Hi everyone, I have rrms. Been diagnosed since 2010 even though had symptoms since 2007. So nearly 14 years. I believe rrms progresses to spms, after I think 10 to 15 years. Does that always happen ? Also how would you know ? Is it via mri’s you would find out ? Any advise or help would be appreciated. Thanks in advance for any help.

I’m not an expert, but I don’t think that’s correct. RRMS can progress to SPMS, but it doesn’t necessarily happen. The only way you would know would be if you no longer have bad spells & remissions and just have a steady decline.

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I’ve been thinking the same.

So we are the progressive people.

Anyone for prog rock?laugh

I think this is now really complicated because of the impact of DMTs changing the “natural progression” from RRMS to SPMS. Is the lack of relapses because of the drugs or having passed that stage?

I have not seen anything that helps with this. Some neurologists seem to take an approach based on age others elapsed years still others are reluctant to call the change as it would mean the DMTs are no longer justified. Another school appear to use the EDSS scale.

Not sure if anyone else has uncovered anything more definitive akin to the MS initial diagnosis?

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Hi, yeh, RRMS can progress to SPMS…but not in every case.

It will let you know it’s happening by more frequent attacks and fewer calmer times. Or possibly you are left with enhanced symptoms causing more disability.

The best thing to do if you are wondering if you have moved on is to speak to your neuro…if you can.


DMT drugs can hold progression back…some people never progress to SPMS at all.

Most people progress from RRMS to SPMS in around 15 years but not everyone does.I knew i had moved on to SPMS after i stopped recovering as well after relapses.Its normal for relapses to get less often in most cases they can do but mine just got more severe and last months instead of weeks.But every ones MS is as individual as them.

I was diagnosed in 2013 with RRMS, in the last 5 years I’ve been classed as “Transitional”, “SPMS”, & “SPMS (with relapses)”.

When I questioned with my consultant the course MS takes in general, the consultant said he would be very cautious of putting a time scale on how MS progresses because it effects each person so differently.

Personally I think the current way MS is titled needs looking at.

I’ve never had obvious relapses after my initial onset, I’ve just declined very slowly from about 5 years after being diagnosed, so around 3 years after being told I was RRMS I started feeling like I was getting slightly worse each year.

My sister has RRMS, yet she’s far worse than me with my SPMS.

I think some people with MS tend to believe they are better off being RRMS, and fear the progression onto SPMS, which I guess is a natural thought process, but the way I see it, especially after seeing how my sister has ended up with RRMS, is theres no “best” MS at all.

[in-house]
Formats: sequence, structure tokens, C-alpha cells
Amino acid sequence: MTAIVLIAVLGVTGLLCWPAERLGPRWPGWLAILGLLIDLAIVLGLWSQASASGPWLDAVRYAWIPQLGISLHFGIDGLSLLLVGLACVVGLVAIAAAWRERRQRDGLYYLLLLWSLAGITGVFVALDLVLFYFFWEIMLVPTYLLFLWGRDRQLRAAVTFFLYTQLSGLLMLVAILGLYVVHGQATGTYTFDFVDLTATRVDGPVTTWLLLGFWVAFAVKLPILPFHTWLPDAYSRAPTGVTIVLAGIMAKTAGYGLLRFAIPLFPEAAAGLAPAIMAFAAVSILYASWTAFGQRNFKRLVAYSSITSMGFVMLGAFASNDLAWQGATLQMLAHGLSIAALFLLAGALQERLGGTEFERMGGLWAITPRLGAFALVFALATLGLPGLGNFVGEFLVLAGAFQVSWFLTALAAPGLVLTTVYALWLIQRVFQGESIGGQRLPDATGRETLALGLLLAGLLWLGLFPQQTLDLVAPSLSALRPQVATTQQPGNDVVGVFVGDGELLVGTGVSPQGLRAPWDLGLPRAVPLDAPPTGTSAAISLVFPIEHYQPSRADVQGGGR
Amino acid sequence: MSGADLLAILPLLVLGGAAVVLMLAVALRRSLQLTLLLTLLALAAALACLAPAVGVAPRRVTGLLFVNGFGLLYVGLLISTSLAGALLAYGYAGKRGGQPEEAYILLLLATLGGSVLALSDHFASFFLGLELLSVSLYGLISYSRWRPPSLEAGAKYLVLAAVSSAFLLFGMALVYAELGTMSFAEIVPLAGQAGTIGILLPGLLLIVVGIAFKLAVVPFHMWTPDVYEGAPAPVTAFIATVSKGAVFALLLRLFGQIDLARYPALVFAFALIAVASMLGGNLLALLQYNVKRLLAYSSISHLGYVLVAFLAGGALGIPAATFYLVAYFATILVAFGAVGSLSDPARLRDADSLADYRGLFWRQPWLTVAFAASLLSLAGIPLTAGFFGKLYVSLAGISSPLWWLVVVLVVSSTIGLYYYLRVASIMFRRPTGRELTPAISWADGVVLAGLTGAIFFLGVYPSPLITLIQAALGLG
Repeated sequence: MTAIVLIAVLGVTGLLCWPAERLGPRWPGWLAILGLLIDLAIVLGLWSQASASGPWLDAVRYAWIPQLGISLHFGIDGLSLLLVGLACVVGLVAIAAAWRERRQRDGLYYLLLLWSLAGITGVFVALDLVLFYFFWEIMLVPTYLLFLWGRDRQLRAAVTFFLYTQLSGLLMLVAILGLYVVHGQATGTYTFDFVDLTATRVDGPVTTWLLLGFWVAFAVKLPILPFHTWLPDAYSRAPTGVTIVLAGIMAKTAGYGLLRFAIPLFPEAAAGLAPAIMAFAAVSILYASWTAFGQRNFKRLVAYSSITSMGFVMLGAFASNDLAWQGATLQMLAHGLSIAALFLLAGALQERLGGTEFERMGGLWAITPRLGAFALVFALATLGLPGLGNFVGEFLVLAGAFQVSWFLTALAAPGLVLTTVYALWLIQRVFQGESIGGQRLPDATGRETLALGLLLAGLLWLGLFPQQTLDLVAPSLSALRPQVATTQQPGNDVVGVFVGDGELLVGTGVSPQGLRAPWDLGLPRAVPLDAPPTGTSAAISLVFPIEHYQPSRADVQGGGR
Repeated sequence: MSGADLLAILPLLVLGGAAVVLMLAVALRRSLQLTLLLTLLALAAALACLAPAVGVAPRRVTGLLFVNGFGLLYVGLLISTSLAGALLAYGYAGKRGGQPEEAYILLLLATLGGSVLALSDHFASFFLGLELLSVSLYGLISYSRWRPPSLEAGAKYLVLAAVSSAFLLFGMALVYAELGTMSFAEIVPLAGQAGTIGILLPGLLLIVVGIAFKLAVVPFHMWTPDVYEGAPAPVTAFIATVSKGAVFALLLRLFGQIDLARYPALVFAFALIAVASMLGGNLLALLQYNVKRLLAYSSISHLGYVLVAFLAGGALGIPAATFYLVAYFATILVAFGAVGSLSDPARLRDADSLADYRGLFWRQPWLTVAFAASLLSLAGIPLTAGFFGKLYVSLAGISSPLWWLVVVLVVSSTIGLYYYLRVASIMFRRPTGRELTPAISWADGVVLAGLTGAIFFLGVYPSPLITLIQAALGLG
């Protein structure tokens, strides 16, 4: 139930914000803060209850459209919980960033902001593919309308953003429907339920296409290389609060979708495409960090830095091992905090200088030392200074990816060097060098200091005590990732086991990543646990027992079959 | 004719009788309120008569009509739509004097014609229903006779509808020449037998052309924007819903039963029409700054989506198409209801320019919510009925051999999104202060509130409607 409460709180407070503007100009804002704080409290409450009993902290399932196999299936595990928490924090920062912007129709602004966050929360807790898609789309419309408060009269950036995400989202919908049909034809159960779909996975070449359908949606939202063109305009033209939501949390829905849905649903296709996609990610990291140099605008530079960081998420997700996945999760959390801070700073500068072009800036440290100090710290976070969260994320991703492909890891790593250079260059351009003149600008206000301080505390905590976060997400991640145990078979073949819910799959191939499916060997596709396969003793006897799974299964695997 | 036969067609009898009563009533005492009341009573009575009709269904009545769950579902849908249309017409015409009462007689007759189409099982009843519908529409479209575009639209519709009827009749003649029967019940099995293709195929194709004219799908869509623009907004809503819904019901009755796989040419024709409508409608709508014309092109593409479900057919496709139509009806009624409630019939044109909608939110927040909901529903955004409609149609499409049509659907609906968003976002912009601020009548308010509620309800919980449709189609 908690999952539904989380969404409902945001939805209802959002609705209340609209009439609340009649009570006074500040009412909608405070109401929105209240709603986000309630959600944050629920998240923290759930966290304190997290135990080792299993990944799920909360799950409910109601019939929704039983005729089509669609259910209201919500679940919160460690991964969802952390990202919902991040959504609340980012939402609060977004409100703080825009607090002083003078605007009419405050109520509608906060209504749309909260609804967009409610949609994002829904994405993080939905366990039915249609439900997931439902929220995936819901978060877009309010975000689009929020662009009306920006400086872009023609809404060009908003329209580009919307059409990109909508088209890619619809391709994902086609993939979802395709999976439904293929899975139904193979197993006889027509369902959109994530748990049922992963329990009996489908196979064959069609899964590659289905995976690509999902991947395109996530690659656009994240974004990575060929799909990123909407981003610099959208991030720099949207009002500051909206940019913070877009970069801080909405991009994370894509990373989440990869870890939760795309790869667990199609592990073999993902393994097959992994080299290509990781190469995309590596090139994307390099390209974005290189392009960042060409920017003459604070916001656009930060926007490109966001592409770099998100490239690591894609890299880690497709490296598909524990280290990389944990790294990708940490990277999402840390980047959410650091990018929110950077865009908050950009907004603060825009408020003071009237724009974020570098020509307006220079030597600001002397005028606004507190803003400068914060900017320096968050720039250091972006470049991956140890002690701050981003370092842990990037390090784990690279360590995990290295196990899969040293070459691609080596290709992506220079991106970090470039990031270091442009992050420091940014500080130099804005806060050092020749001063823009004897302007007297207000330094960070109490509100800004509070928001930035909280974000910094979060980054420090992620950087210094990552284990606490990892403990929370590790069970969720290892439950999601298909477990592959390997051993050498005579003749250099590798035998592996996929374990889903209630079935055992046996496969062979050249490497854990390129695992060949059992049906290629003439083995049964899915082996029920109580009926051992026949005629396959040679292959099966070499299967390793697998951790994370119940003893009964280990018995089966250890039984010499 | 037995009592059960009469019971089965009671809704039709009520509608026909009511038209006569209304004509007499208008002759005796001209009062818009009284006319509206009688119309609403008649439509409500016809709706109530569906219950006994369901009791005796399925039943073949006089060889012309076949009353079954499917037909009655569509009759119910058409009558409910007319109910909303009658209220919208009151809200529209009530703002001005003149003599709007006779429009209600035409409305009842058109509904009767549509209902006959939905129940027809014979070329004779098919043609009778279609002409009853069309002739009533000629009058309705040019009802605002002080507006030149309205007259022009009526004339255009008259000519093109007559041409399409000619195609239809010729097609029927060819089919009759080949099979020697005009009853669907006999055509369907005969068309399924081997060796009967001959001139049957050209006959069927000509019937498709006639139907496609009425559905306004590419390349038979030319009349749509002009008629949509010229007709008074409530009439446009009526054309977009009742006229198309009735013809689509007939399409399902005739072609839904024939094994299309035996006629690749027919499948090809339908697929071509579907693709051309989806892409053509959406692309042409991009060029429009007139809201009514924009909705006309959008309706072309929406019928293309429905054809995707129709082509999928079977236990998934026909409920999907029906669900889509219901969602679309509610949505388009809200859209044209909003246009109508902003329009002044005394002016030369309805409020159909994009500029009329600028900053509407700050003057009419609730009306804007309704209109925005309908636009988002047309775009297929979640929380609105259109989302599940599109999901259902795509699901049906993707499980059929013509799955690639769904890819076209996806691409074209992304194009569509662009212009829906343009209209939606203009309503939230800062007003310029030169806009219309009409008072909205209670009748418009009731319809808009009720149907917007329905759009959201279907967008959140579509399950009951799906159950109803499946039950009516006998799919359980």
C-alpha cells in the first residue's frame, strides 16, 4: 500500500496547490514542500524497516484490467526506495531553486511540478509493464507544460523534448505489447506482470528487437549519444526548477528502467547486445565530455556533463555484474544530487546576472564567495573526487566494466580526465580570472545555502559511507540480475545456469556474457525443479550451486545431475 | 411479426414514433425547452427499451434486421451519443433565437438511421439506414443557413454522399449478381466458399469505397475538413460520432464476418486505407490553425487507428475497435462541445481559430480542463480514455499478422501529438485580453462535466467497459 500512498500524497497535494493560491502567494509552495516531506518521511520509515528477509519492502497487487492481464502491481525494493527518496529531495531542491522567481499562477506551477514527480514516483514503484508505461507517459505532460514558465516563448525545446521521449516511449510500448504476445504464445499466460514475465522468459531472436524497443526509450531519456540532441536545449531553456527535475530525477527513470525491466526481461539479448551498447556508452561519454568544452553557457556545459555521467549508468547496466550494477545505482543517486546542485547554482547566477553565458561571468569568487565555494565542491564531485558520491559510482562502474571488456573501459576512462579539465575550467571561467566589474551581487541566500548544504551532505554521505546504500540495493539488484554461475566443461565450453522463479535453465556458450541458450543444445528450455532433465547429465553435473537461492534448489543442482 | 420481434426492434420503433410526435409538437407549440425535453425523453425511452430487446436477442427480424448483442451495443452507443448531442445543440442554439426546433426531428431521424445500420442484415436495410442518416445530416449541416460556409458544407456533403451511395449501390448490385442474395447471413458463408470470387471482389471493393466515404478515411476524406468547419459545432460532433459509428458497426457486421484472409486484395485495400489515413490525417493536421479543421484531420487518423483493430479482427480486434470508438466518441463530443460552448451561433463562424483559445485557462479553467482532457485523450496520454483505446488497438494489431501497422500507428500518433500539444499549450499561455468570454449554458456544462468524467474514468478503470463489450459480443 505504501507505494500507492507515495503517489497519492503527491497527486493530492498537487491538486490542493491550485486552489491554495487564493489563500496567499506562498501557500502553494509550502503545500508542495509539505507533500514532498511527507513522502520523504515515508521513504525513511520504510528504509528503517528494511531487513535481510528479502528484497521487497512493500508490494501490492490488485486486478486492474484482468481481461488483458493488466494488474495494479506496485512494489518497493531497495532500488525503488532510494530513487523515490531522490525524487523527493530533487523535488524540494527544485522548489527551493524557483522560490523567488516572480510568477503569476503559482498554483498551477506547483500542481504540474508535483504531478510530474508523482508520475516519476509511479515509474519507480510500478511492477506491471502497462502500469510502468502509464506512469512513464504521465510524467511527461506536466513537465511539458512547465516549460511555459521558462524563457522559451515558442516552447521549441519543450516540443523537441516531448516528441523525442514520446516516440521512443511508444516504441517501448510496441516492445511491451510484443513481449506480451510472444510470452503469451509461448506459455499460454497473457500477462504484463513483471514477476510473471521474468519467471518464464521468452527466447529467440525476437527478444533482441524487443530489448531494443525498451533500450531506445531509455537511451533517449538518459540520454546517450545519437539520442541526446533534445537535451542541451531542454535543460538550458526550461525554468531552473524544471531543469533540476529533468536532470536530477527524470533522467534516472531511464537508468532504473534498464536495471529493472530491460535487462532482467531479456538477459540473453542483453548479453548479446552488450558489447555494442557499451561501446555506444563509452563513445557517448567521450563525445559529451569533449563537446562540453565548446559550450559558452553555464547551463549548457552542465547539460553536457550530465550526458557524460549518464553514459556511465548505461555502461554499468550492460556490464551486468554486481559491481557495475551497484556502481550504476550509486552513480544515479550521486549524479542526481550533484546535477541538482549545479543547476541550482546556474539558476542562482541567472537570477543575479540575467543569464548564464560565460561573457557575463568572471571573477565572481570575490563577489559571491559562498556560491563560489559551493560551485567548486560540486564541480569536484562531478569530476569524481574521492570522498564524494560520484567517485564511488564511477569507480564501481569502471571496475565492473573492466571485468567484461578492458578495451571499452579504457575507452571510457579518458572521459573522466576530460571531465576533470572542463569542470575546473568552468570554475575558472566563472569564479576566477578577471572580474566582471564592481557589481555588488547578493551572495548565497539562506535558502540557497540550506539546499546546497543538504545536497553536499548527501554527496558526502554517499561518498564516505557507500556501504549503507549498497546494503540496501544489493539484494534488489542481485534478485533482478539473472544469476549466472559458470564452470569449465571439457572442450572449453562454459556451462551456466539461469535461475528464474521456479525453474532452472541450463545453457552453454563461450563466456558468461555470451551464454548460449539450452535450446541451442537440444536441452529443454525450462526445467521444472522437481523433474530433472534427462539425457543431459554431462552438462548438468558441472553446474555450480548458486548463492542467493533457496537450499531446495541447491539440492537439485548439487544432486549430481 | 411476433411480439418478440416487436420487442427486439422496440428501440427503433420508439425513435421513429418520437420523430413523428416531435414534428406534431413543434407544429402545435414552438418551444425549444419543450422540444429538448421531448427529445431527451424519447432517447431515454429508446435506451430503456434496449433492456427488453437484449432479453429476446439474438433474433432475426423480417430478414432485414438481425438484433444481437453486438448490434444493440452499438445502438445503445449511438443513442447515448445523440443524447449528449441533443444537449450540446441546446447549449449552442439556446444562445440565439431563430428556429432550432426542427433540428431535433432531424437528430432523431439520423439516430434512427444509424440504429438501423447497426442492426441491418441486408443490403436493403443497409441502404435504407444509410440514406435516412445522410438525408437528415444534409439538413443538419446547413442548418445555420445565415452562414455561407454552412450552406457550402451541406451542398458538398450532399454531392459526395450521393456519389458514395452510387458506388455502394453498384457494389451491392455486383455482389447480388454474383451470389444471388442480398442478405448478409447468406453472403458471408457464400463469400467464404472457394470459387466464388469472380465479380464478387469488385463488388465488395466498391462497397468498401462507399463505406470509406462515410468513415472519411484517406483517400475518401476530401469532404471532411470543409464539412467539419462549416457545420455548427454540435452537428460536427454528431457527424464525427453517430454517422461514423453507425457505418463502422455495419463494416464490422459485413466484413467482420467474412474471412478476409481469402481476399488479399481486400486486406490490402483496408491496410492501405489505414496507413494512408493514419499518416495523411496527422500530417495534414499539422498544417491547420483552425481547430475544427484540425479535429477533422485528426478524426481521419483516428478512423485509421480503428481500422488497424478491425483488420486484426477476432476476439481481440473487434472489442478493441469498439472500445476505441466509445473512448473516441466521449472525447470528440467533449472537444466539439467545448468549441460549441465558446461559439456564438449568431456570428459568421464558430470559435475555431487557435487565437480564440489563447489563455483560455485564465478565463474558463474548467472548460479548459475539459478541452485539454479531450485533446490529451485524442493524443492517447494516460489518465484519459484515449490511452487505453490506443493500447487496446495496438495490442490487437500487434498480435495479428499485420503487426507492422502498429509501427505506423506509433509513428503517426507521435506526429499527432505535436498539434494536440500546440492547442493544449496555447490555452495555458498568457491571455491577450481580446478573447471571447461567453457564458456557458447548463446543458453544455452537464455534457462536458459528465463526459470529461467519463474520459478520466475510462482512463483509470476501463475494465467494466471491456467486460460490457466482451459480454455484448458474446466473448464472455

As for recognising the progression onto SPMS, I might be wrong but I dont think MRI or any other test can define a difference between RRMS & SPMS, it’s all down to the history of how the MS symptoms are effecting each individual, and are these symptoms getting better or slowly getting worse.

Basically have you been getting worse slowly without an obvious relapse, did you recover back to a level you was a year ago ect ect.

It’s not a simple test that is done to identify the type of MS, you have to look at symptoms, length of time you’ve felt like this, has there been any recovery back to previous levels, has something caused a relapse that might of brought on a relapse that could possibly subside as time goes on (RRMS).

At least that’s how its always been explained to me.

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at my diagnosis in 2007 i ws told I had RRMS.

Recently I am much much worse and wondered whether I’d moved on to SPMS.

My walking is awkward and painful.

However I have accidentally accrued some injuries.

Fractured pelvis a couple of years ago.

Broken toe (I think) which is excruciatingly painful which occured by a huge stack of casserole dishes fallen out of a cupboard and landing on my big toe, the nail of which has since been black.

I have only just found a lovely chiropodist close to my house but lock down means she is now shut.

Ah well worse things happen at sea (remind me never to go to sea).

maybe the injuries have caused a relapse?

anyway the difference is that I felt slightly crp before and now crpper still.

Beware wild pyrex dishes!!

It may very well be a flare up due to injury.

Whether its infection or even injury, your immune system still plays an active role, so therefore you might be experiencing a flare whilst your body recovers from injury ?

my RRMS rapdly progressed to SPMS with relapses. Following a release I was not recovering . A ggradal decline

I have a relative who has had RRMS for about 25 years now. Hasn’t progressed and is very stable. She’s obviously been very fortunate but just shows that it can happen that way. A friend of a friends mum is similar - over 20 years and still RR.